Richie immediately countered with, “When?” 

Mr. Wiley was perplexed for a moment but knew he could not ignore this challenge to his authority, to his manhood. The entire class sat spell-bound, fascinated by this confrontation. This clash of wills. Among so many considerations racing through the fledgling teacher’s head was the thought, If only they would be that fascinated with history. This thought flashed through his mind with the speed of a lightning bolt and was replaced instantaneously by the answer to Richie’s defiant single-word question.

“Today, 3:30,” he snarled. 

“Where?” Richie sounded confident, his jaw firmly set.

“My homeroom.” 

“Untitled (Two Dogs Fighting),” Bill Traylor

For the rest of the period there was no more conversation among the students. The stunned class gave its rapt attention to the teacher, who was pacing to and fro at the head of the class like a caged lion. He forced himself to relay his lesson to this somewhat traumatized class as he marched back and forth, jaw muscles working, fists clenched. As the school day wore on, Mr. Wiley’s thought processes shifted. The white-hot anger and aggressiveness blazing in his chest gradually cooled and was replaced by the creeping realization that he had placed himself in an untenable position. The reddish haze through which he viewed the classroom slowly changed in color like the sky at sunset: from blood red, to scarlet, to crimson, to deep purple, to black, unremitting black.

He forced himself to take stock of what had just happened. In front of the entire class, he had made an appointment for a physical confrontation with a member of that class. The reformed bartender/bouncer congratulated himself on his self-restraint. After all, he hadn’t swung a fist into the annoying student’s jaw right there in class. His congratulatory mood lasted all of two seconds. He realized that no matter how this incident might end, the results would be unpleasant, beyond unpleasant. In fact, merely unpleasant would be a welcome outcome, compared to his present situation. He would gladly settle for unpleasant. Wiley mentally reviewed the possible outcomes this affair could have as well as their repercussions on him.

  1. He could simply fail to show up for the projected combat. He immediately struck that from the list of possibilities. If he did not appear, he would be labeling himself a coward and could never regain the respect of his students. He would be unable to stand in front of them and teach. Or try to teach. That “solution” was a non-solution. It could not even be considered. Therefore, no matter what the final results would be, he would be there at the appointed time and place and let the chips — or teeth — fall where they might.
  2.  Possible outcome number one became an impossible outcome. It had to be struck from the list of possibilities. It did not exist. It was outcome zero, so that this “second” in Wiley’s calculations, was now moved up to number one. Logically, this meant that he and Richie were definitely, inexorably, implacably, doomed to fight. Wiley then pondered the possible consequences of this unpromising scenario.
    • He, Harold Wiley, would beat the tar out of this thorn in his pedagogical side, this fly in his instructional ointment. Richie’s behavior was a challenge to Wiley’s authority. More to the point, it was a threat to his chosen career. If this physical clash came to pass, the teacher would be fired and with this event on his record, would never again be allowed to teach anywhere in the civilized world. And he did not speak any of the languages of the uncivilized world. He would not be able to pursue his new profession which he loved so dearly. Wiley would have to reverse engines and tend bar and bounce pugnacious drunks. In addition, the boy’s parents would no doubt sue him for any physical damages as well as trauma to their son’s self-image. They might even claim their son’s self-esteem, lovingly inculcated and stroked into their little darling from kindergarten to the present, had been destroyed. Or at least, severely damaged.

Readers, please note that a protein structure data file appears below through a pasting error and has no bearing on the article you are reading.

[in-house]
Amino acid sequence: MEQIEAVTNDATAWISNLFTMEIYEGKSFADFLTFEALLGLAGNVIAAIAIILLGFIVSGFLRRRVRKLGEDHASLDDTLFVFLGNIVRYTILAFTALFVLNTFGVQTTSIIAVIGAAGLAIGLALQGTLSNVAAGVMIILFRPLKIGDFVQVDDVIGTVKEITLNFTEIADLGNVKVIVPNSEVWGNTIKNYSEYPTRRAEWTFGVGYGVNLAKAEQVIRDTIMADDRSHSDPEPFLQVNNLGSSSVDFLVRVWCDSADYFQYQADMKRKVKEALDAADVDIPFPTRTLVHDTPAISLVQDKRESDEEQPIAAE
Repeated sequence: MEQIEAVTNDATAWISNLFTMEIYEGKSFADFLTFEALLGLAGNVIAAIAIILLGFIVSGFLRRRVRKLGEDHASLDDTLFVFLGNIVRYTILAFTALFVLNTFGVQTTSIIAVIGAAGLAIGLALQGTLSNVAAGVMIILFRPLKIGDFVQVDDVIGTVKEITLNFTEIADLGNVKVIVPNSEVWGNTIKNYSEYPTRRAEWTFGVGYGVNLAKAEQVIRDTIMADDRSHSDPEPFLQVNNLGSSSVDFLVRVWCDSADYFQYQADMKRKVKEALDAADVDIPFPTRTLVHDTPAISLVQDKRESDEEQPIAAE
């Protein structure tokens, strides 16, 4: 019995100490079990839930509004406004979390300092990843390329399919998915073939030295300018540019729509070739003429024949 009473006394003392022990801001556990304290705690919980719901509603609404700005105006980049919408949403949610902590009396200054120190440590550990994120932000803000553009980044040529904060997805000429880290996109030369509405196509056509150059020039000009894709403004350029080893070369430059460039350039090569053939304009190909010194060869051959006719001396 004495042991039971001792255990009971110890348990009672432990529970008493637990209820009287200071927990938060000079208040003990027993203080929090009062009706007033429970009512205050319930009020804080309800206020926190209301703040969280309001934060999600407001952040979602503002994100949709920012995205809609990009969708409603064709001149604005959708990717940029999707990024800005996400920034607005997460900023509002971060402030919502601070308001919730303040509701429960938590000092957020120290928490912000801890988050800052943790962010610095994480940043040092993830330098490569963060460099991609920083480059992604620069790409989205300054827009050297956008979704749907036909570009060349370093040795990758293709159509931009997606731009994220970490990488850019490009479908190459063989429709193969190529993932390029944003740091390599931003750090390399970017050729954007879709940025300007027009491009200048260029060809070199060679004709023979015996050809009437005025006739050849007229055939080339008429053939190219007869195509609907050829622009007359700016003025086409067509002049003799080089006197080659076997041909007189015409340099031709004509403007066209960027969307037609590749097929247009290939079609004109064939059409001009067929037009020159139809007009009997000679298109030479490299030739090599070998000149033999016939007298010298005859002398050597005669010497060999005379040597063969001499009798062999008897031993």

• On the other hand, if this high school senior beat him, which was a consideration, he conceded, the teacher would lose respect in the eyes of his students. He would be disgraced in their view. Richie would be the alpha male, and Wiley would definitely be a beta, maybe even a gamma. He would lack all authority in any class he might teach. Furthermore, even if he lost the fight, he would still be in trouble with the school district and would probably lose his job simply by being the authority figure responsible for the existence of the physical altercation. 

It boiled down to this: He had created a lose-lose situation for himself. Unlike his troglodyte ancestors, winning this fight would be losing. Harold Wiley would not become the leader of his tribe. He was subject to the multiple authorities of the local board of education, city ordinances, state law, perhaps the federal authorities, and that all-powerful force: public-freaking-opinion! 

All this hammered away at his consciousness during the entire school day. The question that kept banging against his brain like a pneumatic drill was: How can this end well? How can this possibly end well? What about my teaching career?

He could think of no possible way on this planet — in this solar system, in the entire incalculably vast sidereal universe — that the position into which his testosterone-fueled righteous indignation had driven him could end well for him. No way! His automatic response triggered by another male’s challenge reached him genetically from the dawn of humanity and beyond. Had he lived a million years earlier, he most likely would have instantaneously bashed in Richie’s skull with his club and moved on. If his evolution had trodden a different path over the eons, and he were a 21st-Century African mountain gorilla, his reaction would have been similar. Nevertheless, he was not a cave-dwelling Neanderthal. He was not an ape. He was a present-day human being, a totally evolved member of the homo sapiens species, and in addition, a supposedly civilized product of Western Civilization.